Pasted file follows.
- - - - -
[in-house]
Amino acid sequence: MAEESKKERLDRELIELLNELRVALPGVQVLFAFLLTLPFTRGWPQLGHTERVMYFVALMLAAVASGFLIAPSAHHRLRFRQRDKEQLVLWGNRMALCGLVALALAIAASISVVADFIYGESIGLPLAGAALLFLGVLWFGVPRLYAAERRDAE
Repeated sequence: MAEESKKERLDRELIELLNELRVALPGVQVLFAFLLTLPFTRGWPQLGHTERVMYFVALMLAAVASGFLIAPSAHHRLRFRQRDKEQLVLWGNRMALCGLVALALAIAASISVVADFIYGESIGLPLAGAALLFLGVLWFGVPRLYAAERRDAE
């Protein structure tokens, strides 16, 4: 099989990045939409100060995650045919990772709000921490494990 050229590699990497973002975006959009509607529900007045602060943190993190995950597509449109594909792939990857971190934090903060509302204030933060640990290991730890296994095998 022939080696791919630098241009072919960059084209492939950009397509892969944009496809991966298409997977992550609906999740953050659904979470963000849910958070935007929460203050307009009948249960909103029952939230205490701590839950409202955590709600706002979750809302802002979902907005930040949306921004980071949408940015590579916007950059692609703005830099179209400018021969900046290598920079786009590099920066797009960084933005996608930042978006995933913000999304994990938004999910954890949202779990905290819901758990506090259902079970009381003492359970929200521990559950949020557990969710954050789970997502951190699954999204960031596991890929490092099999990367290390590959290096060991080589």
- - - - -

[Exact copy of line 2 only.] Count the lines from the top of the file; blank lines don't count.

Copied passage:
Amino acid sequence: MAEESKKERLDRELIELLNELRVALPGVQVLFAFLLTLPFTRGWPQLGHTERVMYFVALMLAAVASGFLIAPSAHHRLRFRQRDKEQLVLWGNRMALCGLVALALAIAASISVVADFIYGESIGLPLAGAALLFLGVLWFGVPRLYAAERRDAE